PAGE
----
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Thread: Body bolt stripped any suggestions.

  1. #21
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    Quote Originally Posted by Helirich View Post
    I've not removed this bolt and I may not have a clear picture of what your up against. I'm assuming this bolt holds the fiberglass body to the shock tower. You need access to install a thread inseart. From what I gather, there's a aluminum washer bonded to the fiberglass to spread out the load.

    Since you only need to install a thread insert, why do you need to pry this aluminum off? How about drilling the hole slightly bigger? If need be use a hole saw and go a bit bigger. Once your done, you can just use a bigger washer to hold the body down.

    As far as thread inserts go, you might look into "riv-nuts".
    This same thought crossed my mind that perhaps I could enlarge the existing hole in the aluminum cup, where I could then use a Helicoil drill bit to prepare the frame hole for the Helicoil insert. I dismissed it as it seemed like that would be an easy solution...there had to be a gotcha in there somewhere. Are there really any easy solutions when it comes to a DeLorean? Unfortunately there are very few photos to draw firm conclusions on. I'm hesitant in blazing a trail where I don't have confidence in where it would lead and need to proceed cautiously.

  2. #22
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    Quote Originally Posted by Helirich View Post
    I've not removed this bolt and I may not have a clear picture of what your up against. I'm assuming this bolt holds the fiberglass body to the shock tower. You need access to install a thread inseart. From what I gather, there's a aluminum washer bonded to the fiberglass to spread out the load.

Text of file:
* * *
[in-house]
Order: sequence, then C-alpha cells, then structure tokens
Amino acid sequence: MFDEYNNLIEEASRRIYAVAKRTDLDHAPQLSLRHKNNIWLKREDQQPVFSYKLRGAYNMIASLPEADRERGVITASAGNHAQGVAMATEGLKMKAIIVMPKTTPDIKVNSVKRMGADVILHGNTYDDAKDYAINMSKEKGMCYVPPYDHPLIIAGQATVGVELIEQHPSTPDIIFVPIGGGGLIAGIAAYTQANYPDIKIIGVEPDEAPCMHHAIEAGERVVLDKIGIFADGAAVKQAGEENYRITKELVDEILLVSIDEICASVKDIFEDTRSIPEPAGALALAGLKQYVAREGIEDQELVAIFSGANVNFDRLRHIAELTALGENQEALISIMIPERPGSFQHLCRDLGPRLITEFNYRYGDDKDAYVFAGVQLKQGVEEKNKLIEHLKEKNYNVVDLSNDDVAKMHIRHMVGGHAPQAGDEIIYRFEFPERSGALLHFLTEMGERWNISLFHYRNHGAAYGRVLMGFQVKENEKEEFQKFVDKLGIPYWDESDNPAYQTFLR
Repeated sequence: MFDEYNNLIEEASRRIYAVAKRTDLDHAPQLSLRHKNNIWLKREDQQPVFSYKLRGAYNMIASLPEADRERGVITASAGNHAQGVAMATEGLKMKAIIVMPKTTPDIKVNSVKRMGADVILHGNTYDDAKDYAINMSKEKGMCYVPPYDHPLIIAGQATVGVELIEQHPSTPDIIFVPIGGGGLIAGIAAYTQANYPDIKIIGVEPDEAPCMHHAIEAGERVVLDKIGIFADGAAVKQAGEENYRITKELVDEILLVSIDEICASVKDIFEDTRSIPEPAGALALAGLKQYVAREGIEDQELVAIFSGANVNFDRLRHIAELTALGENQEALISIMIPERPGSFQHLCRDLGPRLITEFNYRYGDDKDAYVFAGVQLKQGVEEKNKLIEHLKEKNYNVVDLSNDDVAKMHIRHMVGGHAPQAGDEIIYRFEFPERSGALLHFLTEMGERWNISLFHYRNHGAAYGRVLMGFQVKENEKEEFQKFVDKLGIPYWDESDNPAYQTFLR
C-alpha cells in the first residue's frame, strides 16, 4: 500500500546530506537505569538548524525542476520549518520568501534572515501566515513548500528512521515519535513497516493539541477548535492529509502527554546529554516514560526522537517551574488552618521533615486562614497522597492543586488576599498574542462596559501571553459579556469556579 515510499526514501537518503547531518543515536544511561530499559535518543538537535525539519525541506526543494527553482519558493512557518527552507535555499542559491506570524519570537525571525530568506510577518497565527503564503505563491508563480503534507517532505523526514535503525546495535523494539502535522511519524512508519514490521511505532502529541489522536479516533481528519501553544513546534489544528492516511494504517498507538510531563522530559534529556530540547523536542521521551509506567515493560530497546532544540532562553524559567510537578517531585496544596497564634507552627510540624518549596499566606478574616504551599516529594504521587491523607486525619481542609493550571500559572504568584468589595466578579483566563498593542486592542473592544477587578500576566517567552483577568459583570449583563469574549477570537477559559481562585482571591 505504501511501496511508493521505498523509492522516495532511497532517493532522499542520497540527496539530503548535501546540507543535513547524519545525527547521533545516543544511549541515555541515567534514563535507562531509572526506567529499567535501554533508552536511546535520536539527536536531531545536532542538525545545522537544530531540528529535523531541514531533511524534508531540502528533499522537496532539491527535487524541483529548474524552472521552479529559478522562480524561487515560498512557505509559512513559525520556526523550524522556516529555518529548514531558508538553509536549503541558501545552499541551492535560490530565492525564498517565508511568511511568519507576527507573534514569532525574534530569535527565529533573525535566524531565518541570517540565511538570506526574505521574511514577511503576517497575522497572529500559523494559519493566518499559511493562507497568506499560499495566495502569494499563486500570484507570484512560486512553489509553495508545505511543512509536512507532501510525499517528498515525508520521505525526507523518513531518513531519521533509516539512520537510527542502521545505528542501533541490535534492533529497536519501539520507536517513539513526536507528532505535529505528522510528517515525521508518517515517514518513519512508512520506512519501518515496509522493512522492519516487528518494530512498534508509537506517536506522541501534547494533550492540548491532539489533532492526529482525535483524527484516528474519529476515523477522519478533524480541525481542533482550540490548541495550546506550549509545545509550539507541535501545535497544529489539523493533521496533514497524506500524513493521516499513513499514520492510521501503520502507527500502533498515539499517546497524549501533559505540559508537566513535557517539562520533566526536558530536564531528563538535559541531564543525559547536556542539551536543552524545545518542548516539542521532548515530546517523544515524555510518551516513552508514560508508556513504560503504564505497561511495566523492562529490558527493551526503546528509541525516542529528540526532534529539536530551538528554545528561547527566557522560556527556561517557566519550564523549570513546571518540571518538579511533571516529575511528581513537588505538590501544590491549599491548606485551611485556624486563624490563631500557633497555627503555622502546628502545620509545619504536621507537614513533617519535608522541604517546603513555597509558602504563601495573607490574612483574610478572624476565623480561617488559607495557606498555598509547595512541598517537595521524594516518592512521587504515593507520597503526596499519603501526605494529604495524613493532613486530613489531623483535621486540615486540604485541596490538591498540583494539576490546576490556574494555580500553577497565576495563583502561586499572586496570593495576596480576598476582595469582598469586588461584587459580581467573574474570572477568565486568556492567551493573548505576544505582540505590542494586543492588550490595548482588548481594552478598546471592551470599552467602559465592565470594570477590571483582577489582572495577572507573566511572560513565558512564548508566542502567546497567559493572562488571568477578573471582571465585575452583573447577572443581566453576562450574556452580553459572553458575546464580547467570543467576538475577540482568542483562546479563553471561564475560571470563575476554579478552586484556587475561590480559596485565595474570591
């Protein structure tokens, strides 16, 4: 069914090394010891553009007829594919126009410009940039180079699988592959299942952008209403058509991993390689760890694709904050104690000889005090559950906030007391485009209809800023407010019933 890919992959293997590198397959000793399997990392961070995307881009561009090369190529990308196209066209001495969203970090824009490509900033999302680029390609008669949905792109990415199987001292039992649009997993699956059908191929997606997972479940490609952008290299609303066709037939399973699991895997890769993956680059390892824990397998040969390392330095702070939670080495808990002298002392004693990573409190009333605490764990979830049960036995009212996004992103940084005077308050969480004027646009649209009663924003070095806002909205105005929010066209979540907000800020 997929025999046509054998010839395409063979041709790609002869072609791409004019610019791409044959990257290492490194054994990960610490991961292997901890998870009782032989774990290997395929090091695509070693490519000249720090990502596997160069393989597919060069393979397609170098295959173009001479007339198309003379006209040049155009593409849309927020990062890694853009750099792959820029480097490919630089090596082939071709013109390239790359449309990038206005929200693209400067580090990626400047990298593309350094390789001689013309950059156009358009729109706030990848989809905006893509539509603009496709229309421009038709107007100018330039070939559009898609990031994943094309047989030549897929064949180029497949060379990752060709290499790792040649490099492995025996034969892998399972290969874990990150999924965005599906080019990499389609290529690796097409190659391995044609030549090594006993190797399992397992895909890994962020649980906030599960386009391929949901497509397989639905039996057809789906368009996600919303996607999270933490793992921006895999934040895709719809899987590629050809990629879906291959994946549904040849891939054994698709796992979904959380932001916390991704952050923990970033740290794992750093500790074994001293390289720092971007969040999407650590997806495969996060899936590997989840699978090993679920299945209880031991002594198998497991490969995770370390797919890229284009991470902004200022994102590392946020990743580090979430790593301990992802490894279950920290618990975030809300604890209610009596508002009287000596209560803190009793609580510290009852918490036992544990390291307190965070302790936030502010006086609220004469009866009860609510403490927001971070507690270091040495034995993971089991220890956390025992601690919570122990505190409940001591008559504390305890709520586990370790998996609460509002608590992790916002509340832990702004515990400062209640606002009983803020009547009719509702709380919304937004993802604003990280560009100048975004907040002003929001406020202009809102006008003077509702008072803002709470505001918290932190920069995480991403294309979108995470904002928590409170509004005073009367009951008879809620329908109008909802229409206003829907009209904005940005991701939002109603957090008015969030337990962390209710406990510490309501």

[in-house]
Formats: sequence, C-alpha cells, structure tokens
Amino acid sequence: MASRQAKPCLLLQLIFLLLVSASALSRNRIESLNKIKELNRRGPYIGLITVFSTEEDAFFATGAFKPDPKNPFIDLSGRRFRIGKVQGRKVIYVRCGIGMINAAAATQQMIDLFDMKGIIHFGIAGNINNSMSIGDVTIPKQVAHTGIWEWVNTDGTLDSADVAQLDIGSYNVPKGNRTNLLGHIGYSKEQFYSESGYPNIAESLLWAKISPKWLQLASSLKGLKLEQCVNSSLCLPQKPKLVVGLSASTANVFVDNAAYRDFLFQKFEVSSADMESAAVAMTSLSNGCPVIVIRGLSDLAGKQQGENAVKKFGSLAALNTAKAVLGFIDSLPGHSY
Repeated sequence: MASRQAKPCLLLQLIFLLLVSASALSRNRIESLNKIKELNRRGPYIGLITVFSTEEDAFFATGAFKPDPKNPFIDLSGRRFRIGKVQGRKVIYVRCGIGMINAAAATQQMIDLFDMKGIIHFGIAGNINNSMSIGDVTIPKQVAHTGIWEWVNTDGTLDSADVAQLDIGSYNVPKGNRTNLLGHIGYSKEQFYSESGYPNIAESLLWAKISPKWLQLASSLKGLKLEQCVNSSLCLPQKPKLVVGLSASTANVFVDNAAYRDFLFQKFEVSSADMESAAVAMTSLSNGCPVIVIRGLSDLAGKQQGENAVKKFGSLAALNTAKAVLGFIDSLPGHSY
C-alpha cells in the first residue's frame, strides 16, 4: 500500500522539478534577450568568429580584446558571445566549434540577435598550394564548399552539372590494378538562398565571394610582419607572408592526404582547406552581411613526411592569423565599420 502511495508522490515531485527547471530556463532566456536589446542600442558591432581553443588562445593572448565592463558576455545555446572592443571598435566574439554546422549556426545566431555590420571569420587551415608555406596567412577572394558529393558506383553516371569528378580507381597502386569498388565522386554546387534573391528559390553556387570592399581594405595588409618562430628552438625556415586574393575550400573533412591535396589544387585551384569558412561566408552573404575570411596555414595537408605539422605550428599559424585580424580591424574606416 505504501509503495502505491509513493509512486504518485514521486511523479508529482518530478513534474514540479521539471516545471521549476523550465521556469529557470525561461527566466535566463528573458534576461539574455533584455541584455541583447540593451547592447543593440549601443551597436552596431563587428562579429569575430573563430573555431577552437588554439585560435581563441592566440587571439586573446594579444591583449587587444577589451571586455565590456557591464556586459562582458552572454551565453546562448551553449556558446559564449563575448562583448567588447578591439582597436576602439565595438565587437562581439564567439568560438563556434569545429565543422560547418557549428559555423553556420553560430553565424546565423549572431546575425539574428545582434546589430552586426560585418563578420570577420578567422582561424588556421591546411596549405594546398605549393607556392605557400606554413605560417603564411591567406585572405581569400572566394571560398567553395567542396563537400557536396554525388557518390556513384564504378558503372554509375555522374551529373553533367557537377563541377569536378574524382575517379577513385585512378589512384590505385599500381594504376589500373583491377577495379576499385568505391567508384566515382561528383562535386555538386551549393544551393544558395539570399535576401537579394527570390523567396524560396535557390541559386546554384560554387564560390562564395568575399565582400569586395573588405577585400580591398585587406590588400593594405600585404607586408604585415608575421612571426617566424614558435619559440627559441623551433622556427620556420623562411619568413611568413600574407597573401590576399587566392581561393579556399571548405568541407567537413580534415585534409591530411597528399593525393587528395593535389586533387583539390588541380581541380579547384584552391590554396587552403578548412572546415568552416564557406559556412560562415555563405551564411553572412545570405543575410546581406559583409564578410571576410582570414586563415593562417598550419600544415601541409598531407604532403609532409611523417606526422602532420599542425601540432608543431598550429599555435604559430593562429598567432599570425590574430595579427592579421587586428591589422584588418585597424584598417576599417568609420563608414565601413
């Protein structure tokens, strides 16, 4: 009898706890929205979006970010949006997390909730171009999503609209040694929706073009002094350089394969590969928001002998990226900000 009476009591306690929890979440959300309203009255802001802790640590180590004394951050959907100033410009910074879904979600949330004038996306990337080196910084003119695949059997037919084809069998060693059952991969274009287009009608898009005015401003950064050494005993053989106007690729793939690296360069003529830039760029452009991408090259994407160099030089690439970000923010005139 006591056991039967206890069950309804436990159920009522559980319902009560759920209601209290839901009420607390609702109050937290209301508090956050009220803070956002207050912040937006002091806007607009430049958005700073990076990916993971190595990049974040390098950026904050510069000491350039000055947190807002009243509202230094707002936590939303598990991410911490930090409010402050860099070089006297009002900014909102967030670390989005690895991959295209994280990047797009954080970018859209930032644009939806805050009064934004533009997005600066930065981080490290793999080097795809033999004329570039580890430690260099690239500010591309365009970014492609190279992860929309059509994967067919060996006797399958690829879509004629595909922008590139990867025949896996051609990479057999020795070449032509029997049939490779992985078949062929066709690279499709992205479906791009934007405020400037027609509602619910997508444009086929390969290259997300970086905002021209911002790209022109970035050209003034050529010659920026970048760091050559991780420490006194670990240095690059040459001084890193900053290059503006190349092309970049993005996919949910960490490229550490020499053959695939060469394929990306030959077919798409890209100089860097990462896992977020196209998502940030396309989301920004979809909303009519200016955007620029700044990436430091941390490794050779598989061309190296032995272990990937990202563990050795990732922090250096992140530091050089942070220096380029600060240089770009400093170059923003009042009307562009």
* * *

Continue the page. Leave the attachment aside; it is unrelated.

Since you only need to install a thread insert, why do you need to pry this aluminum off? How about drilling the hole slightly bigger? If need be use a hole saw and go a bit bigger. Once your done, you can just use a bigger washer to hold the body down.

    As far as thread inserts go, you might look into "riv-nuts".
    This reminds me of something; there's a metal plate between the underbody and frame at the top of the shock tower, heads up if you get that cup thing out and start drilling for a timesert. I'll get a pic from below so you can see what to expect. (You can see the metal plate and the area where the nut is by looking into the wheel well.) You might be able to reach that nut with a long screwdriver & hold it while tightening the body bolt.

    *edit: Here's a pic from my last car before restoration, it looks possible to work through that opening to tighten or replace the nut.

    100_4981.jpg
    Last edited by Rich_NYS; 07-17-2021 at 09:29 AM.

  3. #23
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    Quote Originally Posted by Rich_NYS View Post
    I'll get a pic from below so you can see what to expect.

    You can see the metal plate and the area where the nut is by looking into the wheel well. You might be able to reach that nut with a long screwdriver & hold it while tightening the body bolt.
    YES! A pic would be awesome. Thank you.